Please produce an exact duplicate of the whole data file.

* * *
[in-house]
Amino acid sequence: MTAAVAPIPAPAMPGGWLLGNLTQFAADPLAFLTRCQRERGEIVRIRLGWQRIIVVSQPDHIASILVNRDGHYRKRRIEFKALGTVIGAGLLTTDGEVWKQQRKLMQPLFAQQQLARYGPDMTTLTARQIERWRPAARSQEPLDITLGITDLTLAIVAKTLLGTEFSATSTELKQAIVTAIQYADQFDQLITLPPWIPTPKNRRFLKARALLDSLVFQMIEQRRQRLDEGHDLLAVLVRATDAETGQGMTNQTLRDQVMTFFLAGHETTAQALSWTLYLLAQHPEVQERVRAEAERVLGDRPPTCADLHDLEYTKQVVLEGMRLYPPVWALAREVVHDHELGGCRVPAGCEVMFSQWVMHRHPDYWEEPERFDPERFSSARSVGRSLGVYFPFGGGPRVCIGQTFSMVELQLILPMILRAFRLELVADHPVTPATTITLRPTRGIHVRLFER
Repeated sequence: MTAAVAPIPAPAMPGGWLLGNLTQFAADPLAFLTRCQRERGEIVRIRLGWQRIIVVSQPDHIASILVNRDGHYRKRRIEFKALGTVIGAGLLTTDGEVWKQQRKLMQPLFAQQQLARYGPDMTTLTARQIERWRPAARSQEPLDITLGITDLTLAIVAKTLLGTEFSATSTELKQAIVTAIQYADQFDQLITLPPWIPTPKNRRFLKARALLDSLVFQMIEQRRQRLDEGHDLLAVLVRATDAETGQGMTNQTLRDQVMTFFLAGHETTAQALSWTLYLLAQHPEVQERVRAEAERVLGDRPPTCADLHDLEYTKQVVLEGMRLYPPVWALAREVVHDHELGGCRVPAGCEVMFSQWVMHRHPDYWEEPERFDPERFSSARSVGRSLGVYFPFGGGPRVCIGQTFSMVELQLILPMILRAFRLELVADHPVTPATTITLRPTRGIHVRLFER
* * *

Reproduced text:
[in-house]
Amino acid sequence: MTAAVAPIPAPAMPGGWLLGNLTQFAADPLAFLTRCQRERGEIVRIRLGWQRIIVVSQPDHIASILVNRDGHYRKRRIEFKALGTVIGAGLLTTDGEVWKQQRKLMQPLFAQQQLARYGPDMTTLTARQIERWRPAARSQEPLDITLGITDLTLAIVAKTLLGTEFSATSTELKQAIVTAIQYADQFDQLITLPPWIPTPKNRRFLKARALLDSLVFQMIEQRRQRLDEGHDLLAVLVRATDAETGQGMTNQTLRDQVMTFFLAGHETTAQALSWTLYLLAQHPEVQERVRAEAERVLGDRPPTCADLHDLEYTKQVVLEGMRLYPPVWALAREVVHDHELGGCRVPAGCEVMFSQWVMHRHPDYWEEPERFDPERFSSARSVGRSLGVYFPFGGGPRVCIGQTFSMVELQLILPMILRAFRLELVADHPVTPATTITLRPTRGIHVRLFER
Repeated sequence: MTAAVAPIPAPAMPGGWLLGNLTQFAADPLAFLTRCQRERGEIVRIRLGWQRIIVVSQPDHIASILVNRDGHYRKRRIEFKALGTVIGAGLLTTDGEVWKQQRKLMQPLFAQQQLARYGPDMTTLTARQIERWRPAARSQEPLDITLGITDLTLAIVAKTLLGTEFSATSTELKQAIVTAIQYADQFDQLITLPPWIPTPKNRRFLKARALLDSLVFQMIEQRRQRLDEGHDLLAVLVRATDAETGQGMTNQTLRDQVMTFFLAGHETTAQALSWTLYLLAQHPEVQERVRAEAERVLGDRPPTCADLHDLEYTKQVVLEGMRLYPPVWALAREVVHDHELGGCRVPAGCEVMFSQWVMHRHPDYWEEPERFDPERFSSARSVGRSLGVYFPFGGGPRVCIGQTFSMVELQLILPMILRAFRLELVADHPVTPATTITLRPTRGIHVRLFER